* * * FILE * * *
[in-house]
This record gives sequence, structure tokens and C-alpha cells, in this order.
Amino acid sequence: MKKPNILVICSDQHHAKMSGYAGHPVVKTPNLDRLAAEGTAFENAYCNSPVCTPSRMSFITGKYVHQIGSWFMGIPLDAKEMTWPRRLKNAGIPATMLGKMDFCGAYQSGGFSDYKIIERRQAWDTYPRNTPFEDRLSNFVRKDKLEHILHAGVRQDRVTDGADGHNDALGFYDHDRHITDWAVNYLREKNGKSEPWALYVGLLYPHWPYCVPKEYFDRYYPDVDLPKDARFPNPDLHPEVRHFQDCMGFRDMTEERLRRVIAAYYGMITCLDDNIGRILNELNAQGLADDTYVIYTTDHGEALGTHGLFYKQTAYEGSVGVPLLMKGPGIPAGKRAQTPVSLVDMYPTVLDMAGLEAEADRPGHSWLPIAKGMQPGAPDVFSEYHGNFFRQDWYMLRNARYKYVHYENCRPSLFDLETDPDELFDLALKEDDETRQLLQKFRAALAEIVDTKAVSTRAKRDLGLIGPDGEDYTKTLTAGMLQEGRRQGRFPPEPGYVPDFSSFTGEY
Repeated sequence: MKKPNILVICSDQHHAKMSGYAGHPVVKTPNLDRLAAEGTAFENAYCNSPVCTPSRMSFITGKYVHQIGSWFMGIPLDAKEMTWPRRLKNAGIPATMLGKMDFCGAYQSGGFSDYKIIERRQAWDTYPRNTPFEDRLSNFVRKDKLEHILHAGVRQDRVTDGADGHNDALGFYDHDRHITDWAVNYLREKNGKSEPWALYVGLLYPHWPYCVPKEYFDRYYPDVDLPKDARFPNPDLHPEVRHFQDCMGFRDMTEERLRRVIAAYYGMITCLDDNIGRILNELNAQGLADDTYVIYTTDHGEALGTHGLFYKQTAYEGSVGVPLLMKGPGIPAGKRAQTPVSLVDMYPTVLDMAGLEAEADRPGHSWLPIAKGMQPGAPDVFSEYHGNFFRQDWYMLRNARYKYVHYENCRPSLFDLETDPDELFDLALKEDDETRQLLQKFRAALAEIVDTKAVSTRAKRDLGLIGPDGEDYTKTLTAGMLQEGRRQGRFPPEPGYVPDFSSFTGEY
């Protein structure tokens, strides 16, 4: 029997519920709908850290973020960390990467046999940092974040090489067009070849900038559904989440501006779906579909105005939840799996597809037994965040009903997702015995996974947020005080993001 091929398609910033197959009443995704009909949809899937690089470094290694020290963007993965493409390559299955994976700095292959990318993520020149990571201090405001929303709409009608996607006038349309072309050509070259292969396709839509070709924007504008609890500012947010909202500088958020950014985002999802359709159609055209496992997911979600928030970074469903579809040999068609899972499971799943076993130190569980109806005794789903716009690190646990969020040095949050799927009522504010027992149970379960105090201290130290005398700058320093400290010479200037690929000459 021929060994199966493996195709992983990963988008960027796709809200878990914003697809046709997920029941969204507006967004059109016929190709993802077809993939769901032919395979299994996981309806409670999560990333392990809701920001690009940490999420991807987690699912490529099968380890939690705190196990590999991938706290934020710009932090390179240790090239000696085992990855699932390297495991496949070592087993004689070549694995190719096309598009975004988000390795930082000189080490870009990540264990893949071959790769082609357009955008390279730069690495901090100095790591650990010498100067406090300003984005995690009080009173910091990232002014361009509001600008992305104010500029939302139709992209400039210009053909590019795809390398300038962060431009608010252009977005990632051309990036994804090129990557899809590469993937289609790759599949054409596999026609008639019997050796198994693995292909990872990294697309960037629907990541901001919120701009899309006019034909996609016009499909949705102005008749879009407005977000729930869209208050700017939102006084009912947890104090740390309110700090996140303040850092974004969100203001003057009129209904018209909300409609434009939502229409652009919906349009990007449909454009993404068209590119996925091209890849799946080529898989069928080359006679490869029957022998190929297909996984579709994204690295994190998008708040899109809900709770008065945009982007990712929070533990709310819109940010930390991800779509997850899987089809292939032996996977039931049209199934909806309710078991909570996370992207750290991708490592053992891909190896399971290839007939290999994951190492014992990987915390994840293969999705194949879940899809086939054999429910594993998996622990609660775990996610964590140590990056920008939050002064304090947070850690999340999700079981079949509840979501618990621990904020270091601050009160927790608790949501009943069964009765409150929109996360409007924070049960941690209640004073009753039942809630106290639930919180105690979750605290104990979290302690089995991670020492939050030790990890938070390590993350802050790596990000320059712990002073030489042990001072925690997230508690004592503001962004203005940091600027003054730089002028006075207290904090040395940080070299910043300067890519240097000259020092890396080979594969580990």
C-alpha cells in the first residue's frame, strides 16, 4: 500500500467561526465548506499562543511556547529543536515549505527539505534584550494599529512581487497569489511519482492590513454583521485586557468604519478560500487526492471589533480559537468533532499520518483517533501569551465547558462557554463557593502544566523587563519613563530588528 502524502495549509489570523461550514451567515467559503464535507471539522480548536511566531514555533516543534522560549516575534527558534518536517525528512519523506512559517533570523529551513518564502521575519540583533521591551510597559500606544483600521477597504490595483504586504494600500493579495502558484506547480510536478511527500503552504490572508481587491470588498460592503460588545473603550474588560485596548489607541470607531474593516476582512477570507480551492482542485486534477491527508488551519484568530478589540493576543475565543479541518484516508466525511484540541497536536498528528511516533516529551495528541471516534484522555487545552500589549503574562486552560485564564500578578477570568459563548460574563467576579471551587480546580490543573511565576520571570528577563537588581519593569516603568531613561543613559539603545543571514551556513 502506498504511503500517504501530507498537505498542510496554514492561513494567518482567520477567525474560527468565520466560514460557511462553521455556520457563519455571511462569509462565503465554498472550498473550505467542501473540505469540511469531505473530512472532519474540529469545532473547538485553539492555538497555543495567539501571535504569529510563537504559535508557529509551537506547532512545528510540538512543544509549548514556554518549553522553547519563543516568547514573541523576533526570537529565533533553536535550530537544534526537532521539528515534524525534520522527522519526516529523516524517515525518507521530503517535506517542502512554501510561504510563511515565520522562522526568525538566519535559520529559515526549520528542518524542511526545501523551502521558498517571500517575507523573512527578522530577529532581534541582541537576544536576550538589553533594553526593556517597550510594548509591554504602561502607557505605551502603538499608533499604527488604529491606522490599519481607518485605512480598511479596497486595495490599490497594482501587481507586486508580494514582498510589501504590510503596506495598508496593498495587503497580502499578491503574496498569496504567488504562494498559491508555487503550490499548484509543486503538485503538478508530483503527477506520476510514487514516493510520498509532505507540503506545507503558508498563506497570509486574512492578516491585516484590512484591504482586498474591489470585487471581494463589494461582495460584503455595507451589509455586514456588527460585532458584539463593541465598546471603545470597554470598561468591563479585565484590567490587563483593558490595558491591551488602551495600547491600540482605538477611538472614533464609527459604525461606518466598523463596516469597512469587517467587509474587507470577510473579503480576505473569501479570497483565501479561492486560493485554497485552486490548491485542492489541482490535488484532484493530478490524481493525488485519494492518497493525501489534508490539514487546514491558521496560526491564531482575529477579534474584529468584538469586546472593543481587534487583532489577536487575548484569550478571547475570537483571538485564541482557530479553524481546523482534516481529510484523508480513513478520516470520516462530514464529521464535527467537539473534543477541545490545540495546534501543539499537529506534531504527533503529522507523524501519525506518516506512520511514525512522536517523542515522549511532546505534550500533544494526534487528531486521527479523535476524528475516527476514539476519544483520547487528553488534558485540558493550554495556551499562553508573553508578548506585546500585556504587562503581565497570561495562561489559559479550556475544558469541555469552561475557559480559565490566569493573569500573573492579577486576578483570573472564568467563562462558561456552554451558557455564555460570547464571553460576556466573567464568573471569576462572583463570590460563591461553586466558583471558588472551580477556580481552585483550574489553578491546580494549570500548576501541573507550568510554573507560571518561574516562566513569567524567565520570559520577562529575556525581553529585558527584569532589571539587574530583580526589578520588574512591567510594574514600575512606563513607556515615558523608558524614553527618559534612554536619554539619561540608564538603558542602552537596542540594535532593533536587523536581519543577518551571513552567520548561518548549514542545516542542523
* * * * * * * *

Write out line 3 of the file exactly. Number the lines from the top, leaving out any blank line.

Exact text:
Amino acid sequence: MKKPNILVICSDQHHAKMSGYAGHPVVKTPNLDRLAAEGTAFENAYCNSPVCTPSRMSFITGKYVHQIGSWFMGIPLDAKEMTWPRRLKNAGIPATMLGKMDFCGAYQSGGFSDYKIIERRQAWDTYPRNTPFEDRLSNFVRKDKLEHILHAGVRQDRVTDGADGHNDALGFYDHDRHITDWAVNYLREKNGKSEPWALYVGLLYPHWPYCVPKEYFDRYYPDVDLPKDARFPNPDLHPEVRHFQDCMGFRDMTEERLRRVIAAYYGMITCLDDNIGRILNELNAQGLADDTYVIYTTDHGEALGTHGLFYKQTAYEGSVGVPLLMKGPGIPAGKRAQTPVSLVDMYPTVLDMAGLEAEADRPGHSWLPIAKGMQPGAPDVFSEYHGNFFRQDWYMLRNARYKYVHYENCRPSLFDLETDPDELFDLALKEDDETRQLLQKFRAALAEIVDTKAVSTRAKRDLGLIGPDGEDYTKTLTAGMLQEGRRQGRFPPEPGYVPDFSSFTGEY